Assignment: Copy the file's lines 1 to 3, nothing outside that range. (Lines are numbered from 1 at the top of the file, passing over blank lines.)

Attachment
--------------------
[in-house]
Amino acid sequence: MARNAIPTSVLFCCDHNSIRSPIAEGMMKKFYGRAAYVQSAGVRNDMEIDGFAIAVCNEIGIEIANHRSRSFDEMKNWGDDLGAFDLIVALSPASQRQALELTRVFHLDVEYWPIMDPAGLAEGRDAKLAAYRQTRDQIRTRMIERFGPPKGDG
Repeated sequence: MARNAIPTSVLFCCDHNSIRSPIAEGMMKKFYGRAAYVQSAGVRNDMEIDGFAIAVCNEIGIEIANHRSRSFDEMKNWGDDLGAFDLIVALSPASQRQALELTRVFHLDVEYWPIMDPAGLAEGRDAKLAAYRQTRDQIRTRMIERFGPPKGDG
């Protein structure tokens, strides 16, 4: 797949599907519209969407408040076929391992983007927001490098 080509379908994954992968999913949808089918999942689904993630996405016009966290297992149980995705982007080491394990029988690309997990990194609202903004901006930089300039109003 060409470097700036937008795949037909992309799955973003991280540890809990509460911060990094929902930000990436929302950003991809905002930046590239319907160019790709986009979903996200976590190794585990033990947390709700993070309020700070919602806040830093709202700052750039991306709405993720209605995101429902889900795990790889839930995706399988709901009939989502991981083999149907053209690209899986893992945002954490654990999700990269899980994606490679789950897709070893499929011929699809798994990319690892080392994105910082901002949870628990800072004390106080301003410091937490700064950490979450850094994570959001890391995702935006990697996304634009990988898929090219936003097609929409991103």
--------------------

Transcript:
[in-house]
Amino acid sequence: MARNAIPTSVLFCCDHNSIRSPIAEGMMKKFYGRAAYVQSAGVRNDMEIDGFAIAVCNEIGIEIANHRSRSFDEMKNWGDDLGAFDLIVALSPASQRQALELTRVFHLDVEYWPIMDPAGLAEGRDAKLAAYRQTRDQIRTRMIERFGPPKGDG
Repeated sequence: MARNAIPTSVLFCCDHNSIRSPIAEGMMKKFYGRAAYVQSAGVRNDMEIDGFAIAVCNEIGIEIANHRSRSFDEMKNWGDDLGAFDLIVALSPASQRQALELTRVFHLDVEYWPIMDPAGLAEGRDAKLAAYRQTRDQIRTRMIERFGPPKGDG